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J.D. Salinger was a literary giant despite his slim body of work and reclusive lifestyle. His landmark novel, The Catcher in the Rye, set a new course for literature in post-WWII America and vaulted Salinger to the heights of literary fame. Catcher in the rye is about a young man named Holden Caulfield who is undergoing treatment in a mental hospital. Depression is a common mental disorder that is present with depressed mood, loss of interest or pleasure, feelings of guilt or low self-worth. This mental illness affects teens more than it affects adults. Studies show that 20 percent of teens will experience teen depression before they reach adulthood. When you deal with depression, people often find it difficult to live a normal life. The ‘Catcher in the Rye’ written by J.D Salinger, narrates on the main character Holden Caulfield, a hostile and negative person who suffers from severe depression.
Today teenagers just like Holden who have thought of suicide do not want to die. They just want to escape from the everyday problems that go on in their life that at that particular moment the impression of dying was the only way out. Holden tends to lie to himself to ease the guilt and emptiness he is living with, Holden even says he ‘really felt like, committing suicide’. Even if we did not have the evidence that Holden was depressed through his actions of lying and having suicidal thoughts we still have the profound statement of all. What other way to prove Holden Caulfield is depressed then Holden himself announcing that life itself ‘makes (him) depressed’. Almost every single page of the novel is based on Holden telling us that he is depressed. It was either Holden reminding someone to say please and Holden commenting ‘that’s depressing’ or Holden warning us to never sleep in grand central, because ‘it’ll depress you,’ it is obvious that Holden is suffering from a mental illness. Throughout Catcher in the Rye, Holden’s actions and behavior match a psychological disorder. Many of the symptoms of these disorders overlap, however, and if one is diagnosed, it is highly probable that Holden is suffering from another disorder similar to that one. For example, many patients who are diagnosed with PTSD normally have to get treated for depression also.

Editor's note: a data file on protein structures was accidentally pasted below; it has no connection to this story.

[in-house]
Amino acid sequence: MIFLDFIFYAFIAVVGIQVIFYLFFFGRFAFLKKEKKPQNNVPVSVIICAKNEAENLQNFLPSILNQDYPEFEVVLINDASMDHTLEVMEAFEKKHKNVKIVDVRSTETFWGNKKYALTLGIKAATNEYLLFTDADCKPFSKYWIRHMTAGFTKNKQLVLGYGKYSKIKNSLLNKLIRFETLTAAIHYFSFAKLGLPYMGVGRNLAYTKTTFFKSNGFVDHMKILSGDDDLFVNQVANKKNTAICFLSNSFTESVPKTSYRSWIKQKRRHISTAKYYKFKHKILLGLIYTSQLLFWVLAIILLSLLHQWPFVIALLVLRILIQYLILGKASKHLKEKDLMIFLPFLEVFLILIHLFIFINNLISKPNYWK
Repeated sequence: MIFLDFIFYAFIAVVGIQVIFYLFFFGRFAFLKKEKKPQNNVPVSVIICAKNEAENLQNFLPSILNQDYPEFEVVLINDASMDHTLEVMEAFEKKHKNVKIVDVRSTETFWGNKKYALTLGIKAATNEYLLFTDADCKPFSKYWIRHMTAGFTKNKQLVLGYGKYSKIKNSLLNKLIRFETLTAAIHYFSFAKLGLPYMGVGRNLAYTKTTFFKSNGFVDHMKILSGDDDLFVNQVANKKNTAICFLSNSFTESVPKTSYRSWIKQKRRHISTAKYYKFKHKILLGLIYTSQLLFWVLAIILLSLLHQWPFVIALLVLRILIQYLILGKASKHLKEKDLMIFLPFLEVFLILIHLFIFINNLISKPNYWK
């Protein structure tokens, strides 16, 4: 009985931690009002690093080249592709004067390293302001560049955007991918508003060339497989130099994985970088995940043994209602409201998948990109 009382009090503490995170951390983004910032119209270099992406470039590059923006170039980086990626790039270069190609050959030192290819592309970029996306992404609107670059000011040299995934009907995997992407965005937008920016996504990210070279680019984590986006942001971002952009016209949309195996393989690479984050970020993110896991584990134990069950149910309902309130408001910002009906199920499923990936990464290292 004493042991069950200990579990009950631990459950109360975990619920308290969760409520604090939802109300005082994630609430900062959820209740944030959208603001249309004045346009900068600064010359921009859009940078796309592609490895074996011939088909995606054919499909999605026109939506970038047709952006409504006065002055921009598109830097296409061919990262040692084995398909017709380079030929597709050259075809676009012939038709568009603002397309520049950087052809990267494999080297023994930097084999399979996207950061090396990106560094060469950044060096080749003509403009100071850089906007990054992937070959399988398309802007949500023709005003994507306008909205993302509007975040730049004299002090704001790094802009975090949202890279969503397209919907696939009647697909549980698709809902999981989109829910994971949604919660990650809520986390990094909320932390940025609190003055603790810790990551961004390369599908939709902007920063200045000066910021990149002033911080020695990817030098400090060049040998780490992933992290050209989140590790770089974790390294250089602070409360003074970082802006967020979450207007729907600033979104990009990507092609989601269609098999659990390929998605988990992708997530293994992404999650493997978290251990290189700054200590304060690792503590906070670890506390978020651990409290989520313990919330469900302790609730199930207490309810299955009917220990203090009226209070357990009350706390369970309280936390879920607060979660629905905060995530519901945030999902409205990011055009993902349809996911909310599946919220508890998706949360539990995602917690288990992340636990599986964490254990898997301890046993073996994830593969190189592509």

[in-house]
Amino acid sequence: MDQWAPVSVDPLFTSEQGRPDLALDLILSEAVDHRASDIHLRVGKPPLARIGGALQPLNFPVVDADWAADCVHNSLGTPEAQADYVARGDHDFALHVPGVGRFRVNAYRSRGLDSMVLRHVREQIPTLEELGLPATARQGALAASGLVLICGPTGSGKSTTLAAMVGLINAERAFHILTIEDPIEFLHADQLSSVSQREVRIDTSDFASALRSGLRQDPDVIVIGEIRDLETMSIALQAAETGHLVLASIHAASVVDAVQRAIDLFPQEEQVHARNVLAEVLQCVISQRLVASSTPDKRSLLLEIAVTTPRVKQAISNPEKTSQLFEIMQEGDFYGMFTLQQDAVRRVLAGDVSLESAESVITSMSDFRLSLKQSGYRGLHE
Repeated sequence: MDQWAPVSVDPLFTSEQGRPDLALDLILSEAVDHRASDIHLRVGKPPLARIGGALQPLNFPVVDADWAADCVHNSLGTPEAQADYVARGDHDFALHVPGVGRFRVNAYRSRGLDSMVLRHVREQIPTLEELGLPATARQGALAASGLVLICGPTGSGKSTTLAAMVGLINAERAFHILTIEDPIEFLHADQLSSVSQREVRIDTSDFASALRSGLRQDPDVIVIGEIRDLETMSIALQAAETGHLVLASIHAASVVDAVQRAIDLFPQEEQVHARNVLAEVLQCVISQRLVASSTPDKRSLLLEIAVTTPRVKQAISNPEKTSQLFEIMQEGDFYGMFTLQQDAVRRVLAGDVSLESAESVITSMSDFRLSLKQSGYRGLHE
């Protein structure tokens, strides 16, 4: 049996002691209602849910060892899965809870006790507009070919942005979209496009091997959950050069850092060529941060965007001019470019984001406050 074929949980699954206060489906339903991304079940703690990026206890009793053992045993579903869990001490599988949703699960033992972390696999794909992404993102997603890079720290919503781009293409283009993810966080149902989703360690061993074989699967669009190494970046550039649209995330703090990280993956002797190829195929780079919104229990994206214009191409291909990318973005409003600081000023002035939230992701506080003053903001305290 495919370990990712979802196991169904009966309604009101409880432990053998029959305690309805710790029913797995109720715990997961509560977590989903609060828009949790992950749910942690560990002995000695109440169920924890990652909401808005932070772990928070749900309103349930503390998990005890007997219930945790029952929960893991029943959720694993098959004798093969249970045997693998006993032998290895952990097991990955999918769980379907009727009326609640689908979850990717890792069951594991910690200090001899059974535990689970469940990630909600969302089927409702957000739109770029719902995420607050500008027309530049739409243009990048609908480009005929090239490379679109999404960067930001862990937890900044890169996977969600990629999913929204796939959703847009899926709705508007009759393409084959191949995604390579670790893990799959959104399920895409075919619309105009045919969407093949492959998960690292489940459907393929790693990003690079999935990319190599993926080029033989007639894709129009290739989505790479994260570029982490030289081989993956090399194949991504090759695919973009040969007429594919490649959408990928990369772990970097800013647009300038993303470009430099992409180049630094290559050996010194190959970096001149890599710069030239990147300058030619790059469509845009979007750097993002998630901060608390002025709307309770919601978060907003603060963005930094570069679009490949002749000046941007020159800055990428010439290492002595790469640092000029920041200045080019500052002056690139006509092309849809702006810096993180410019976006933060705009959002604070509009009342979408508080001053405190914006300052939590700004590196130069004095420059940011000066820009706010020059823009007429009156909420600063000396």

Most mental illnesses such as bipolar disorder, depression, or PTSD is usually the body’s response to stress or trauma. For Holden’s diagnoses we have found instances in Holden’s behavior that have the possibility of a mental disease and connected them with the symptoms of each disease.
Loneliness and alienation are two very important themes in J.D. Salinger’s novel ‘The Catcher in the Rye’. In this essay I will discuss these themes and how they have had an impact on the protagonist – Holden Caulfield’s life. I will look at how Holden uses alienation to protect himself from becoming emotionally attached to others and how death plays a key role in his feelings of loneliness. The theme of loneliness and alienation is very important. Holden is too afraid to open up his heart to anyone for fear of losing them, but he is also suffering from extreme loneliness at the same time. His brother’s death has impacted Holden’s emotional state and mental well-being and without the support of a proper authority figure he has never learned to deal with his grief leaving him caught in a vicious cycle of desperately wanting to be loved, but being far too afraid to allow it to happen thus alienating himself from the rest of the world. Depression commonly follows loneliness, it’s the stage when you feel completely isolated and do not want to let anyone in. You can’t think and it’s almost like you can do whatever you want in your life because it doesn’t matter anymore. There are seven stages of grief through the process of life and back. These stages are denial, depression, anger, bargaining, guilt, reconstruction, and eventually acceptance. Different stages of grief are represented through the main character Holden Caulfield in the novel, The Catcher in the Rye. Three stages of the stages of grief stands out the most and are focused on as Holden goes through the process of eventually accepting his loss. In the novel the Catcher in the Rye, the character, Holden Caulfield, goes through the many stages of grief, such as, anger, denial, and depression, after the death of his brother, Allie.
During that night, Holden expresses his anger and denial by breaking all of the glass windows and not admitting why he did so. From the loss of his brother Allie, Holden expresses his anger and denial physically and mentally. Holden’s anger was expressed through his actions of physically breaking the garage windows with his fist, and his stage of denial was represented by him not admitting why he did so. According to Sarah Cifelli, Holden’s denial of his brother’s death leads him to take action in the garage, and when asked why he did so, Holden doesn’t admit and take credit for what he has done. ‘His inability to accept the loss of his brother becomes clearer. The action of breaking an entire garage full of windows poses questions, but the main point is, he did not admit the reason for breaking them.’